Warren Buffett’s most recent critique about Bitcoin is its lack of “producing” anything, which actually proves its monetary properties and usefulness as money.
Before I exited academia, I trained as a financial historian. I looked at balance sheets in dusty, old archives and I investigated what banks were doing in Victorian Britain; I ran fancy statistical analyses on 19th-century stock prices to see if they behaved like modern portfolio analysis suggests stock prices should; and I looked at how money operated and how monetary regimes changed over time.
In all my reading, nothing annoyed me more than established economists with equation-filled whiteboards and paper models arrogantly declaring that some feature of money and banking was defective. With zero knowledge of the past, academics often stood up from their endowed university chairs and proclaimed that money could not be private, financial markets would disintegrate without regulators, and banks could not operate without governments backstopping them.
Strange, I thought, looking at the historical documents in front of me. They clearly used to …?
Buffett’s Monetary Misadventures
When you say things that are directly contradicted by reality, historical or present, you should probably just stop doing that. But when you’re 91 years old, the fifth(-ish) richest person on the planet and carry a reputation as the greatest investor of all times, different rules apply. With cameras pointed at you and hungry newspaper fanboys praising your every word, you can get away with nonsense that otherwise wouldn’t fly.
Take Warren Buffett’s latest musings on bitcoin, from his company Berkshire Hathaway’s latest annual meeting on May 1, 2022:
“If the people in this room owned all the farmland in the United States and you offered me a 1% interest in it […] and said ‘pay us a bargain price of $25 billion dollars,’ I’ll write you a check this afternoon.
“If you tell me you own 1% of the apartment houses in the United States, and you offer me… uh… so I would have a 1% interest in all the apartment houses in the country, and you want, whatever it may be — another $25 billion or something, I’ll write you a check. It’s very simple.
“Now, if you told me that you owned all of the bitcoin in the world and you offered it to me for $25, I wouldn’t take it, because what would I do with it? I have to sell it back to you one way or another! Maybe they’re the same people [who sold it to him], but it isn’t going to do anything.”
This particular accusation is old and Buffett himself has repeatedly levied it against gold: the yellow metal can’t be valuable and must be a poor investment since it doesn’t produce any yield, return or interest — “It doesn’t do anything but sit there and look at you.” For bitcoin, being an improved version of gold, we can understand that this busy nonagenarian simply recycled his gold rant. Buffett continues:
“The apartments are going to produce rental [income] and the farms are going to produce food […] and that explains the difference between ‘productive assets’ and something that depends on the next guy paying more than the last guy got.”
Bitcoin is all a scam, a circus, according to Buffett: “There’s no more money in the room, it’s just changed hands — with a lot of maybe fraud and costs involved […] Basically: assets, to be of value, they have to deliver something to somebody.”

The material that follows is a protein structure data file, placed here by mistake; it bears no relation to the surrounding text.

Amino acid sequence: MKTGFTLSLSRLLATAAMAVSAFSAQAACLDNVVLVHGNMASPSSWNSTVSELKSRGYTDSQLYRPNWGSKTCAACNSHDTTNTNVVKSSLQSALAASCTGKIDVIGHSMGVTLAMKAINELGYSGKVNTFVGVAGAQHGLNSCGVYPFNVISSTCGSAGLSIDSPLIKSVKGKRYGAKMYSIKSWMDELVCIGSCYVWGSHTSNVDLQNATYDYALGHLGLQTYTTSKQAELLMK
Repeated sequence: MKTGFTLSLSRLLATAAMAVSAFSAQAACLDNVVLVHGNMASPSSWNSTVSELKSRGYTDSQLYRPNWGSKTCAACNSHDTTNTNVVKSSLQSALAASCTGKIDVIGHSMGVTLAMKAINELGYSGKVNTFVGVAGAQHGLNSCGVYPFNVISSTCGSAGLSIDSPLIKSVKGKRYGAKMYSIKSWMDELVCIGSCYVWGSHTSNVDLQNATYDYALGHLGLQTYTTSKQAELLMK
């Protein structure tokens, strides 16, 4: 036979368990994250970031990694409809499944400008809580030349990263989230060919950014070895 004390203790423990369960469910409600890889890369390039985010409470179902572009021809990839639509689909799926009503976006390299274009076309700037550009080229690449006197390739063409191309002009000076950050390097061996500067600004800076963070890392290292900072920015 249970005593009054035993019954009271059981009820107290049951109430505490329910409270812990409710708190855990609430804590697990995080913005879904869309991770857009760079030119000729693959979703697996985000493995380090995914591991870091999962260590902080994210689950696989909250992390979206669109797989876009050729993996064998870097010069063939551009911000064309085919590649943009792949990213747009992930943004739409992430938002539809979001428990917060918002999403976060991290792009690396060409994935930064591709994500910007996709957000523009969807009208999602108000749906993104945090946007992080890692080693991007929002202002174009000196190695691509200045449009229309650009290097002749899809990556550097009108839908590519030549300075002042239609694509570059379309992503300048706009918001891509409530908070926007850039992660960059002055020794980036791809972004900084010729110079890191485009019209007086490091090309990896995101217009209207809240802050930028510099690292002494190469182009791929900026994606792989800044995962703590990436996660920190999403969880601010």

Let’s unpack this.
What Holds For Bitcoin, Holds For Other Monies Too
It is amusing how opponents of bitcoin levy arguments against it that apply equally well to all other monies: You’re not persuasively attacking or denouncing bitcoin by stating that it has features of other well-functioning money; or refer to practices in bitcoin that regularly occur also in the currency at the top rung of the monetary ladder.
It is too expensive to transact with bitcoin!
Yes, for the times when block space has been congested and network fees high — but even then, properly considering bitcoin as a first-layer settlement media rather than a censorable third-layer fiat digital entry, it’s probably cheaper than the legacy system (Bitcoin is comparable to Fedwire, not Visa). With financial hedging and price-level uncertainty, the resource-cost debate of fiat versus hard money has clearly come out against the fiat dollar.
Bitcoin is used by criminals and money-launderers!
Yes, to a surprisingly small extent — but more importantly: so is the dollar. The features that make a money good for us well-behaved and law-abiding citizens also make it a good money for criminals. Criminals want anonymity, transaction privacy and reliable settlement just like the rest of us — and they want to tap into the most accessible and liquid monetary network that provides those things. All monies are for enemies.
Bitcoin wallets can be hacked and funds lost!
Yes, and so can bank accounts and credit cards in the fiat world — or plain old cash if you physically lose it, or if you’re mugged on the street, or suffer the flash kidnappings that Brazil’s new fiat fast-payment system enabled. Not to mention the perfectly legal extortions that fiat banks routinely engage in: insanely slow payment mechanisms, blocked transactions, overdraft charges and below-inflation interest rates.
Bitcoin Doesn’t Produce Anything
“The gold and silver money which circulates in any country, and by means of which the produce of its land and labor is annually circulated and distributed to the proper consumers, is, in the same manner as the ready money of the dealer, all dead stock. It is a very valuable part of the capital of the country, which produces nothing to the country.” – Adam Smith, (1776)
Buffett’s main concern with bitcoin (and gold) is that owning some doesn’t “produce” anything. To be of value, assets have to “deliver something to somebody” in his view.